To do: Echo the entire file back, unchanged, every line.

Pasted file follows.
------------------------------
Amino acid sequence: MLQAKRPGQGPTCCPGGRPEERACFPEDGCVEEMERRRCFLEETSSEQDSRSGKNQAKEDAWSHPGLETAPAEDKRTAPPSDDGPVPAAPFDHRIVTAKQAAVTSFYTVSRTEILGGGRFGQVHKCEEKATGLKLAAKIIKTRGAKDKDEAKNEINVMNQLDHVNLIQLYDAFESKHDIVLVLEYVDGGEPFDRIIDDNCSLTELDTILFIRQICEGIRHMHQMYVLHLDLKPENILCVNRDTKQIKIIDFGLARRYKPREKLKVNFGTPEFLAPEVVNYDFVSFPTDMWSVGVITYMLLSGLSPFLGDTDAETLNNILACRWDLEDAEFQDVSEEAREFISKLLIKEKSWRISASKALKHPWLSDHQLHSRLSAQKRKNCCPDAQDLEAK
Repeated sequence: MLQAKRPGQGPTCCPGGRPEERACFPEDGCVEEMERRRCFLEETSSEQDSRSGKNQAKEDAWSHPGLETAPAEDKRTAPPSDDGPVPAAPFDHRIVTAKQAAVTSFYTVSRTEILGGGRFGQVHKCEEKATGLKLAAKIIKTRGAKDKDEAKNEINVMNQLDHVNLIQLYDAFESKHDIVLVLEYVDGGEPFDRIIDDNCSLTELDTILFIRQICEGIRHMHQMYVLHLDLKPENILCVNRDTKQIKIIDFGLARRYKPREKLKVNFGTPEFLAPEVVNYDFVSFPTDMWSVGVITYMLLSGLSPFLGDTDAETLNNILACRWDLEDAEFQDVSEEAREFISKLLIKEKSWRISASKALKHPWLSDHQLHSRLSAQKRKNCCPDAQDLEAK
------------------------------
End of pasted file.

Amino acid sequence: MLQAKRPGQGPTCCPGGRPEERACFPEDGCVEEMERRRCFLEETSSEQDSRSGKNQAKEDAWSHPGLETAPAEDKRTAPPSDDGPVPAAPFDHRIVTAKQAAVTSFYTVSRTEILGGGRFGQVHKCEEKATGLKLAAKIIKTRGAKDKDEAKNEINVMNQLDHVNLIQLYDAFESKHDIVLVLEYVDGGEPFDRIIDDNCSLTELDTILFIRQICEGIRHMHQMYVLHLDLKPENILCVNRDTKQIKIIDFGLARRYKPREKLKVNFGTPEFLAPEVVNYDFVSFPTDMWSVGVITYMLLSGLSPFLGDTDAETLNNILACRWDLEDAEFQDVSEEAREFISKLLIKEKSWRISASKALKHPWLSDHQLHSRLSAQKRKNCCPDAQDLEAK
Repeated sequence: MLQAKRPGQGPTCCPGGRPEERACFPEDGCVEEMERRRCFLEETSSEQDSRSGKNQAKEDAWSHPGLETAPAEDKRTAPPSDDGPVPAAPFDHRIVTAKQAAVTSFYTVSRTEILGGGRFGQVHKCEEKATGLKLAAKIIKTRGAKDKDEAKNEINVMNQLDHVNLIQLYDAFESKHDIVLVLEYVDGGEPFDRIIDDNCSLTELDTILFIRQICEGIRHMHQMYVLHLDLKPENILCVNRDTKQIKIIDFGLARRYKPREKLKVNFGTPEFLAPEVVNYDFVSFPTDMWSVGVITYMLLSGLSPFLGDTDAETLNNILACRWDLEDAEFQDVSEEAREFISKLLIKEKSWRISASKALKHPWLSDHQLHSRLSAQKRKNCCPDAQDLEAK